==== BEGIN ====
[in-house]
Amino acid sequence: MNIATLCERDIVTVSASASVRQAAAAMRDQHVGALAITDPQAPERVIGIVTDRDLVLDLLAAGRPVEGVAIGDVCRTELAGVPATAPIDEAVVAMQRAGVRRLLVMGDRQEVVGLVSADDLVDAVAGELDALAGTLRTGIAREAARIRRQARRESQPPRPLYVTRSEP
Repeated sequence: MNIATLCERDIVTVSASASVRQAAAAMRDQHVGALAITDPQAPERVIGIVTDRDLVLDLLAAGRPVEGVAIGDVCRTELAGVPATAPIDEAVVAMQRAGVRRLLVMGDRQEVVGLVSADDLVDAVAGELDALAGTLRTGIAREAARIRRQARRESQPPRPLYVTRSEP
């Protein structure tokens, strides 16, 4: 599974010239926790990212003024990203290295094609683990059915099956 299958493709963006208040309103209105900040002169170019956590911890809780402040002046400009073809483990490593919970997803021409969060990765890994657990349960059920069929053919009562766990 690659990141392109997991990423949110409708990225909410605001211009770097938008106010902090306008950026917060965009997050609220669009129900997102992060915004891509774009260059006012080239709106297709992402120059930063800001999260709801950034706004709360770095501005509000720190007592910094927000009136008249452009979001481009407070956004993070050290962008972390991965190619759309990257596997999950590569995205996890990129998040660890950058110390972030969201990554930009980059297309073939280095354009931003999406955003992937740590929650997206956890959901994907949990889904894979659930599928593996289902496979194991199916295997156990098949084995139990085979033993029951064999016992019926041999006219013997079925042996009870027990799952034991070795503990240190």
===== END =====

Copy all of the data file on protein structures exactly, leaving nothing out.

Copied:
[in-house]
Amino acid sequence: MNIATLCERDIVTVSASASVRQAAAAMRDQHVGALAITDPQAPERVIGIVTDRDLVLDLLAAGRPVEGVAIGDVCRTELAGVPATAPIDEAVVAMQRAGVRRLLVMGDRQEVVGLVSADDLVDAVAGELDALAGTLRTGIAREAARIRRQARRESQPPRPLYVTRSEP
Repeated sequence: MNIATLCERDIVTVSASASVRQAAAAMRDQHVGALAITDPQAPERVIGIVTDRDLVLDLLAAGRPVEGVAIGDVCRTELAGVPATAPIDEAVVAMQRAGVRRLLVMGDRQEVVGLVSADDLVDAVAGELDALAGTLRTGIAREAARIRRQARRESQPPRPLYVTRSEP
């Protein structure tokens, strides 16, 4: 599974010239926790990212003024990203290295094609683990059915099956 299958493709963006208040309103209105900040002169170019956590911890809780402040002046400009073809483990490593919970997803021409969060990765890994657990349960059920069929053919009562766990 690659990141392109997991990423949110409708990225909410605001211009770097938008106010902090306008950026917060965009997050609220669009129900997102992060915004891509774009260059006012080239709106297709992402120059930063800001999260709801950034706004709360770095501005509000720190007592910094927000009136008249452009979001481009407070956004993070050290962008972390991965190619759309990257596997999950590569995205996890990129998040660890950058110390972030969201990554930009980059297309073939280095354009931003999406955003992937740590929650997206956890959901994907949990889904894979659930599928593996289902496979194991199916295997156990098949084995139990085979033993029951064999016992019926041999006219013997079925042996009870027990799952034991070795503990240190």